The RBI's latest diktat to banks asking them to increase their asset provisioning over the prescribed limit could end up hurting the lenders.
The cancellation of 2G auctions and reallocation of 3G airwaves, all funded through bank loans, and the disruptive entry of Reliance Jio with free services has created major stress on the balance sheets of telecom companies.
The Reserve Bank of India (RBI) is worried that banks may not have fully recognised stressed assets and hence on Tuesday advised banks to consider setting aside higher capital as provision even for good loans in stressed sectors.
However, the central bank has not specified the extent of higher provisioning for good loans given to telecom or other stressed sectors.
Under the current rules, most standard assets attract a provision of 0.4 percent. The few exceptions include credit to commercial real estate, which has a 1 percent provision, and residential real estate (0.75 percent).
Banks have a total loan exposure of Rs 82,200 crore to the telecom sector.
An official with a public sector bank said, "The RBI requirement will definitely add some stress for us but we will have to decide how much to take as the discretion is on us."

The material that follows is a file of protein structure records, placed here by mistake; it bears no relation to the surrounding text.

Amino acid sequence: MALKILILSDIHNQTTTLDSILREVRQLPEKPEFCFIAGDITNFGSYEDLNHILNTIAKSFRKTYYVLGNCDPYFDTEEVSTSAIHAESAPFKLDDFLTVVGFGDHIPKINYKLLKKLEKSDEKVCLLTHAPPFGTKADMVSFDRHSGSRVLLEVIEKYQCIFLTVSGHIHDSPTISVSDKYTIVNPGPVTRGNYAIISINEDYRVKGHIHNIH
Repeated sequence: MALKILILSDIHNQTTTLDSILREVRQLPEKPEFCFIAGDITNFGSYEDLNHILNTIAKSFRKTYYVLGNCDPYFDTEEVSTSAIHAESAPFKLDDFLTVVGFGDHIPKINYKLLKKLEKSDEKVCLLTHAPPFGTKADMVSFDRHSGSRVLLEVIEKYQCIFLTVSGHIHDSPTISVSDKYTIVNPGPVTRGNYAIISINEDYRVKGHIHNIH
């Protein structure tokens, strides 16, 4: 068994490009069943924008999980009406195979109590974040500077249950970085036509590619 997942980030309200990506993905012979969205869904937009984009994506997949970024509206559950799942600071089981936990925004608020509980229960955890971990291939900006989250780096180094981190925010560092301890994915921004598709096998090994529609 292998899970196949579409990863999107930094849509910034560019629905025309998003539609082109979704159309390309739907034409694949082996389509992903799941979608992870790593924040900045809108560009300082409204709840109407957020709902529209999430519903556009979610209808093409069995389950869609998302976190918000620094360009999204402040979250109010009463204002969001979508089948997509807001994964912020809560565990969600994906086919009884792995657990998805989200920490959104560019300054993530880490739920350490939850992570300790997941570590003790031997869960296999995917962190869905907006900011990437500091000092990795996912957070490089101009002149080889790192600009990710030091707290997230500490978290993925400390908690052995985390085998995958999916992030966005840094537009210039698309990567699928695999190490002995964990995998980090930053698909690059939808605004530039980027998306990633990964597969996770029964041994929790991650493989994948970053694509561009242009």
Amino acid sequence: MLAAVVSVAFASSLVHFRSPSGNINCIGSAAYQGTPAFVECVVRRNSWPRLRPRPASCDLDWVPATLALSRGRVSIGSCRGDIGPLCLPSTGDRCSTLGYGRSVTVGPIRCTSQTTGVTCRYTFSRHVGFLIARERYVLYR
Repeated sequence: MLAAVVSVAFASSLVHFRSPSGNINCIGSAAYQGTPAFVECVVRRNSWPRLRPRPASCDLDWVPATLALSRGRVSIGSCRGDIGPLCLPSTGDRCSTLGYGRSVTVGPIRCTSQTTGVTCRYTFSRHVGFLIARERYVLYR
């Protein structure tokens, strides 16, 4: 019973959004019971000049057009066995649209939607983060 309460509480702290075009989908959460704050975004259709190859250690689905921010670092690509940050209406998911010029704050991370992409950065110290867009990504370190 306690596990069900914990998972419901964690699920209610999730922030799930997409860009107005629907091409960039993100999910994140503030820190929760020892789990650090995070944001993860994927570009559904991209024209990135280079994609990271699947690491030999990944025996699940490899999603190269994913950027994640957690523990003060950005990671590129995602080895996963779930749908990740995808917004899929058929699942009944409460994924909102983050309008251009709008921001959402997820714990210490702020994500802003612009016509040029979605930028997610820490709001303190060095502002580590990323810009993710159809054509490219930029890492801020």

Karthik Srinivasan, Senior Vice President at ICRA rating agency, said, "Some concern is there for banks on the telecom front but it remains to be seen what hit banks will be taking on account of provisioning as it is not specified by the RBI. Further, the non-funded, sanctioned and un-drawn exposure could be higher. This will definitely increase credit costs for banks in the next 12 months. However, the extent may be limited because the exposure to the telecom sector is only 1-2 percent of the total credit in the system," he said.
According to ICRA, the debt to EBIDTA ratio (which is the servicing of debt through existing earnings) for the fiscal year 2017 is estimated to be 6 times, which is an alarming level.
The total outstanding debt of listed telecom companies as on September 2016 was said to be Rs 2.14 lakh crore.
An India Ratings and Research report in February had predicted that the industry has lost about 20 percent of its revenue post Reliance Jio's launch of free services. The industry's debt levels have risen sharply from Rs 2.7 lakh crore in 2014 to Rs 4.85 lakh crore at the end of December 31, 2016.
The RBI has asked bank boards to review their exposure by June 30 and consider making provisions at higher rates so that necessary resilience is built into their balance sheets.
According to analysts, banks may see an overall 2.5 percent increase in new additions to slippages (into bad loans) in the next 12 months.
At present, banks are already sitting on a pile of bad loans or non-performing assets (NPAs) worth about Rs 7 lakh crore, 9 percent of total bank credit. – Money Control